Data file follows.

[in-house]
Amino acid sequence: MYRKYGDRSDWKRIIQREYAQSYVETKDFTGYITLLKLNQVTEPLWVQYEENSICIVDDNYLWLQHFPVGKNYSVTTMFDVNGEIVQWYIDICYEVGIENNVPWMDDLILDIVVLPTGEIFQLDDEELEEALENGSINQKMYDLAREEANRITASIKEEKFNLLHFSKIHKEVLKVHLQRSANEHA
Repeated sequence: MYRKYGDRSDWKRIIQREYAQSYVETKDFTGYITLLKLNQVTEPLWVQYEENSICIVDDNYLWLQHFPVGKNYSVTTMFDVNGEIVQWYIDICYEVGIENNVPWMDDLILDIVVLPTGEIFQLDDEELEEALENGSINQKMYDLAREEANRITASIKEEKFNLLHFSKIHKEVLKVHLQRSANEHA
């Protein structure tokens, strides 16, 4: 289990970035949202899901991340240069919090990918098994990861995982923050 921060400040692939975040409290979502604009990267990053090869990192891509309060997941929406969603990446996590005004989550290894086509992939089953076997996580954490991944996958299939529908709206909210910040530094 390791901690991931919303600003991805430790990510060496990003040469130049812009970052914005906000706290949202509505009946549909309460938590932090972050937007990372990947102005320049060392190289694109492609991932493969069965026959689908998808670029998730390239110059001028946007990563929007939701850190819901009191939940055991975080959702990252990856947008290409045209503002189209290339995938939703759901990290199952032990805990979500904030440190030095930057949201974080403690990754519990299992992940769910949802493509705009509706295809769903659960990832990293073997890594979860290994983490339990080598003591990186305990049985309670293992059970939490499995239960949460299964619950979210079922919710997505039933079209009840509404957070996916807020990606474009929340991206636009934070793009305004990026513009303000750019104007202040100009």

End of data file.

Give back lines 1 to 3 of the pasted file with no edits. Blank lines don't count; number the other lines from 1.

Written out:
[in-house]
Amino acid sequence: MYRKYGDRSDWKRIIQREYAQSYVETKDFTGYITLLKLNQVTEPLWVQYEENSICIVDDNYLWLQHFPVGKNYSVTTMFDVNGEIVQWYIDICYEVGIENNVPWMDDLILDIVVLPTGEIFQLDDEELEEALENGSINQKMYDLAREEANRITASIKEEKFNLLHFSKIHKEVLKVHLQRSANEHA
Repeated sequence: MYRKYGDRSDWKRIIQREYAQSYVETKDFTGYITLLKLNQVTEPLWVQYEENSICIVDDNYLWLQHFPVGKNYSVTTMFDVNGEIVQWYIDICYEVGIENNVPWMDDLILDIVVLPTGEIFQLDDEELEEALENGSINQKMYDLAREEANRITASIKEEKFNLLHFSKIHKEVLKVHLQRSANEHA